MHP complains about 10 percent electoral threshold
The current 10 percent electoral threshold in Turkey is too high and needs to be lowered, Nationalist Movement Party (MHP) leader Devlet Bahçeli has urged, stressing that the quota required to get into parliament should be decided through a consensus between political parties.
“The MHP is not worried about the 10 percent threshold. But the possibility of staying below the threshold puts pressure on the society. There are people who think this is better [for Turkey]. But 10 percent is too high for Turkey,” Bahçeli told a group of reporters on Nov. 7.
Saying that the threshold was introduced in the wake of the 1980 military coup in a bid to prevent “separatist” and “marginal” parties from entering parliament, Bahçeli noted that this could instead be prevented with alliances between different political parties.
“That is how the 10 percent threshold could be overcome,” Bahçeli said.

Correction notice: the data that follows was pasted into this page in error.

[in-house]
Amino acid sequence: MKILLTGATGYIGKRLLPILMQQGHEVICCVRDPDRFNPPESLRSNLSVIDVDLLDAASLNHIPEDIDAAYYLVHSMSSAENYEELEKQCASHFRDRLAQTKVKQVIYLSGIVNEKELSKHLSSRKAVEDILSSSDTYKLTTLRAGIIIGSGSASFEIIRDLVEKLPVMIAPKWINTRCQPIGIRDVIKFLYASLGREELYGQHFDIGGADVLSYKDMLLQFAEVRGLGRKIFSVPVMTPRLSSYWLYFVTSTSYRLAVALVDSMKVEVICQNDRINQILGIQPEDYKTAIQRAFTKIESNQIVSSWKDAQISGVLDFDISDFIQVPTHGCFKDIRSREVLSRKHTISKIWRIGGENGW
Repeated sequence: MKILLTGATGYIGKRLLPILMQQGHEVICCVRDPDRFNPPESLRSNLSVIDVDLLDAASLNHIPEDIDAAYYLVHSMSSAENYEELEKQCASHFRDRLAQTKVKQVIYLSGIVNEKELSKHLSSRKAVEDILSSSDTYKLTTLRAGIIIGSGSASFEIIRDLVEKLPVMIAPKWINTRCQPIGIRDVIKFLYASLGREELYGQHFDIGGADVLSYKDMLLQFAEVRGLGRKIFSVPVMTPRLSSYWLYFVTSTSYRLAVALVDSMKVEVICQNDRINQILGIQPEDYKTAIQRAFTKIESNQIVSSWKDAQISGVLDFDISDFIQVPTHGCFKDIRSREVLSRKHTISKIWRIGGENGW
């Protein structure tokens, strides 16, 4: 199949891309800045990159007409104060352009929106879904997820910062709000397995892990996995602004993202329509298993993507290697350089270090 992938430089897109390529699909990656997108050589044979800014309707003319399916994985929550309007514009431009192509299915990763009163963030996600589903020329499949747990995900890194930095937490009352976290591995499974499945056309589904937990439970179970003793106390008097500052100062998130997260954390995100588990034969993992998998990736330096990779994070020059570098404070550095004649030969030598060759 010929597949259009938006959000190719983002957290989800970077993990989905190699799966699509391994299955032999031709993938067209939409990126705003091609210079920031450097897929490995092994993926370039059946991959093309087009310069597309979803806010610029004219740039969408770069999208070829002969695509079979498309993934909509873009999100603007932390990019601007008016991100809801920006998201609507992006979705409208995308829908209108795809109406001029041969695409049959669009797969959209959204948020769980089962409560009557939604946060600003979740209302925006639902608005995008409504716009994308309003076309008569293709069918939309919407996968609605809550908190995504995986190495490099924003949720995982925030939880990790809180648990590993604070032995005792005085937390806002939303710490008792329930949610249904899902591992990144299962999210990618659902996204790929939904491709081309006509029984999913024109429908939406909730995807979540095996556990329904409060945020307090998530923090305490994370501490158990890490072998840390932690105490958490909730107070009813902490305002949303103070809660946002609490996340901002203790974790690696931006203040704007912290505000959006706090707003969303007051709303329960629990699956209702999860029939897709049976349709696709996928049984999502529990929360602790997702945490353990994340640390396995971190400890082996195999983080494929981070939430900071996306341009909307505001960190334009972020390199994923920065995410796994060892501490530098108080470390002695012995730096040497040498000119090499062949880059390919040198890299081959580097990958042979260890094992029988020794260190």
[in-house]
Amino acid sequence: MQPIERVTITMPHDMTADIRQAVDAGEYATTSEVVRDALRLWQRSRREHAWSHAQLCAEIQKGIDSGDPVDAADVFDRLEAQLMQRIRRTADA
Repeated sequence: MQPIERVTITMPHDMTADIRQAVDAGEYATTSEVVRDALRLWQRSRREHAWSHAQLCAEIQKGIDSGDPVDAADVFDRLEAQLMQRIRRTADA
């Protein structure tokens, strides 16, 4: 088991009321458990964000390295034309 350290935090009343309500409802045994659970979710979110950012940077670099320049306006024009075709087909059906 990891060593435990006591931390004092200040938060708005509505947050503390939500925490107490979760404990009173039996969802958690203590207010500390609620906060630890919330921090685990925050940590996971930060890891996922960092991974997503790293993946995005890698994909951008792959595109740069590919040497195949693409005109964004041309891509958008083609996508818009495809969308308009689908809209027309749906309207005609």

“We need to pay attention to two things: Leaving impositions behind, we now have to work on reaching a consensus on how we could launch a process for stability and normalization, and how we can live altogether in a democracy,” he said.
“We have to see where the threshold could be set, at five, six or seven percent, or whether it would remain at 10 percent. While doing this, we should not ignore certain political parties because that did not work. We should take lessons from all these,” he stressed.
The MHP leader’s comments come amid the results of opinion polls which predict the MHP could stay under the threshold because of the Good Party (İyi Parti), established recently by former lawmakers of the MHP.
But Bahçeli refuted the results, saying that in the past polling companies had speculated that his party would fail to enter parliament with only two to eight percent of the votes.
MHP against snap elections
Meanwhile, Bahçeli said his party did not support the main opposition Republican People’s Party’s (CHP) call for early elections, adding that it would only weaken the ongoing fight against terror.
“The CHP never was as ambitious in the past elections. It is perhaps receiving big support from some places, which is why it suddenly has this courage. If this courage is based on the ‘justice march,’ then there is no problem with that. But if it is from other places, we should think about it,” he said, implying that the CHP was receiving support from third parties.